Jenny Wolfe – After School

January 01, 1970



Exactly two years ago an album by an Austin teen combo called Jenny Wolfe &
the Pack dropped through the mail slot, and to say that I was smitten by the
eponymous platter would be a huge understatement. Although it primarily
comprised ‘60s covers, it had innocence and a purity of intent and vision that
rang utterly true, and I happily sang its praises to anyone who’d listen to me.
In fact, what I wrote about Jenny Wolfe
& the Pack
back then (for BLURT predecessor Harp) seems as good a way as any to set up Wolfe’s new solo outing:



Once upon a time there
was a girl who dreamed big but felt trapped in an impossibly small world, until
over the radio one afternoon came the Lovin’ Spoonful’s buoyant, timeless “Do
You Believe in Magic?” The song liberated her, and while that girl wasn’t
necessarily Jenny Wolfe, it could have been.
This young Austin
teen, along with her five classmates comprising the Pack, will make a believer
of you when she belts out the Spoonful classic, in a room-filling voice equal
parts Linda Ronstadt and Maria McKee. As mentored and produced by Freddie Krc
(Freddie Steady 5, Roky Erickson & the Explosives), the Pack romps through
a selection of sweet-but-not-saccharine ’60s nuggets-among them, the Yardbirds’
“For Your Love” and Ronstadt’s “Different Drum”-additionally paying tribute to
Erickson with a luminous take on his “Starry Eyes.” Don’t miss, too, Krc’s “In
My Head,” which fairly levitates amid the group’s jangles ‘n’ harmonies. In an
era when 99% of her peers doll up like pole dancers and yammer about playas and
haters, it’s utterly inspiring to hear an artist like Wolfe reclaim passion and
innocence and make ’em fresh. Believe in the magic of a young girl’s soul,
folks-it can set you free.



Two years on – she’s all of 16 now – and Wolfe’s no longer
in apprentice mode: she commands the listener’s attention even more fully,
bursting with natural charisma and an undeniable star power. This time around,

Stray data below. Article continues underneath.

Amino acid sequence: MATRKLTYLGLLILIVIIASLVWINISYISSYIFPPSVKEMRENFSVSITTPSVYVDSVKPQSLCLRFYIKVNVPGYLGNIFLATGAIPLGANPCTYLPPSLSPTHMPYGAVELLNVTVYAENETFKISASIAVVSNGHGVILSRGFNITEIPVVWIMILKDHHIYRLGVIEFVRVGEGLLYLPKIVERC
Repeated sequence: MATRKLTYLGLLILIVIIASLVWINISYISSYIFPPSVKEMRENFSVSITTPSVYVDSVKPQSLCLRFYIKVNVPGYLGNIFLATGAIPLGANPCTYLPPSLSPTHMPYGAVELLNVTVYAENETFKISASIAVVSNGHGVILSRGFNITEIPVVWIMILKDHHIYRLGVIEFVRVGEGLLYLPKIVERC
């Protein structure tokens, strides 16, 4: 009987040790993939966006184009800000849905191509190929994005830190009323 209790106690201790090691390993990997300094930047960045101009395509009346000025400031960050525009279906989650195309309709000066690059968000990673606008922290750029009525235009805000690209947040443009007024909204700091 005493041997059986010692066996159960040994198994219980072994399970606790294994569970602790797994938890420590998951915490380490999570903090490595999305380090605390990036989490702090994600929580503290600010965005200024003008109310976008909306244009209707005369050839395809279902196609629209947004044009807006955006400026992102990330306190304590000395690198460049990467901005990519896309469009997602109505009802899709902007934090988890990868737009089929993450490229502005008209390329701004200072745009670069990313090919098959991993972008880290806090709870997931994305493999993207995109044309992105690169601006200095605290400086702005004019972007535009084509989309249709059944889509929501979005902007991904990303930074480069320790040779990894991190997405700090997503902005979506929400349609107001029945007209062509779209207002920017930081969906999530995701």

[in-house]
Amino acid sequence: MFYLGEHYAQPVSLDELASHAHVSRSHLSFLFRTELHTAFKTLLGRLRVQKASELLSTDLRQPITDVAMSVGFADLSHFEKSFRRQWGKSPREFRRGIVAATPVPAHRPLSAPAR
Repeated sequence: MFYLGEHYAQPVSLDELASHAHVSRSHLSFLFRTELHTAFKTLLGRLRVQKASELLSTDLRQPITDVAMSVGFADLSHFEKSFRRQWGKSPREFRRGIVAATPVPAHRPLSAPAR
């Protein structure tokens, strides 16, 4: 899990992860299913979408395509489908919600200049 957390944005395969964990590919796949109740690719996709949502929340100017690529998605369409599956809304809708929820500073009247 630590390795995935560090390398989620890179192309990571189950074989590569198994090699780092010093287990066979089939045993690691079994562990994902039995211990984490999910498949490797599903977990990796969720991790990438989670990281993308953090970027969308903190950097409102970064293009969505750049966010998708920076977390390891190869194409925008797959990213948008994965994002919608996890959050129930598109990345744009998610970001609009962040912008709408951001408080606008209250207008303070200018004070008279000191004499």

producer Krc lined up some seasoned veterans to serve as Wolfe’s backing band,
among them fellow Explosive Cam King on guitar, Double Trouble’s Reese Wynans
on keyboards Krc himself holding down drum, percussion and assorted guitar and
keys duties (pedal steel legend BJ Cole guests on one track as well). As
before, the selection of tunes is a mixture of covers and Krc compositions, and
the highlights are as memorable as they come.


Chief among them are Big Star’s “Thirteen,” lush with
acoustic guitars, string synth and Cole’s steel, Wolfe caressing the lyrics and
sliding up and down and across syllables so effortlessly you almost peer for an
Auto-Tune credit in the liner notes; and the Chris White-penned “I Love You,”
originally a hit for both the Zombies and the People in the ‘60s, here given an
additional emotional urgency as Wolfe swings between a plea and a declaration
(“and I don’t know what to say!”)


Elsewhere, Krc’s “I Wanna See You Cry” shows off Wolfe’s
sassysexycool side amid a riotous Nuggets-style
garage arrangement, while Texas rocker Ron Rogers’ equally Nuggets-worthy powerpop stomper “Tell Me No” finds Wolfe snarling,
snapping, gulping, grunting, howling and hooting like a young Joan Jett. When
you hear the massed band shout of “Hey!” at the end of the next to last chorus
of the latter tune you’ll be pumping your fist in the air and shouting along at
the top of your lungs. For that matter, try resisting the singalong charms of the album’s hands-down left-field cover: the
Jackson 5’s not-bubblegum-but-timeless “I Want You Back,” of which Wolfe
observes, in liner notesman (and BLURT contributor) Jud Cost’s accompanying
article, was a studio endurance test as she and Krc tried to get the complex
arrangements – vocal and instrumental
– perfect.


Wolfe herself tries her hand at a pair of original
compositions co-authored with Krc, the twangy, shuffling, Michael Nesmith-like
“After School” that, with its comeuppance lyrical theme (rumor-spreading former
BFFs get their just desserts when the object of their torment writes a song
about ‘em), and the heart-wrenching “Twisted Smile,” awash in Byrdsian jangles,
spooky Farfisa and Wolfe’s yearning, confessional vocal. It would be a mistake
to apply a label like “wise beyond her years” to Wolfe – that’s precisely the
problem with so many of the Disney teenpop puppymill gals these days, that they
have to shoulder adult responsibilities way too early – but it’s hard to ignore
the worldly nuances of her voice even as she’s voicing the concerns of a


Bottom line: there hasn’t been a set of femme pipes this
memorable to arrive on the indie scene since a 15-year old Rachel Sweet bum-rushed
the Stiff Records roster in 1978. If we have to wait another three decades for
lightning to strike thrice, so be it; we’ll have Wolfe, hopefully enjoying a
long career, to keep us company in the interim. I’ll say it again, with extra
emphasis: believe in the magic of this young girl’s soul, folks – it’ll set you free.


Standout Tracks: “Tell
Me No,” “I Love You,” “Twisted Smile” FRED MILLS


[Jenny Wolfe will be
performing several times during SXSW; for details go to her MySpace page,



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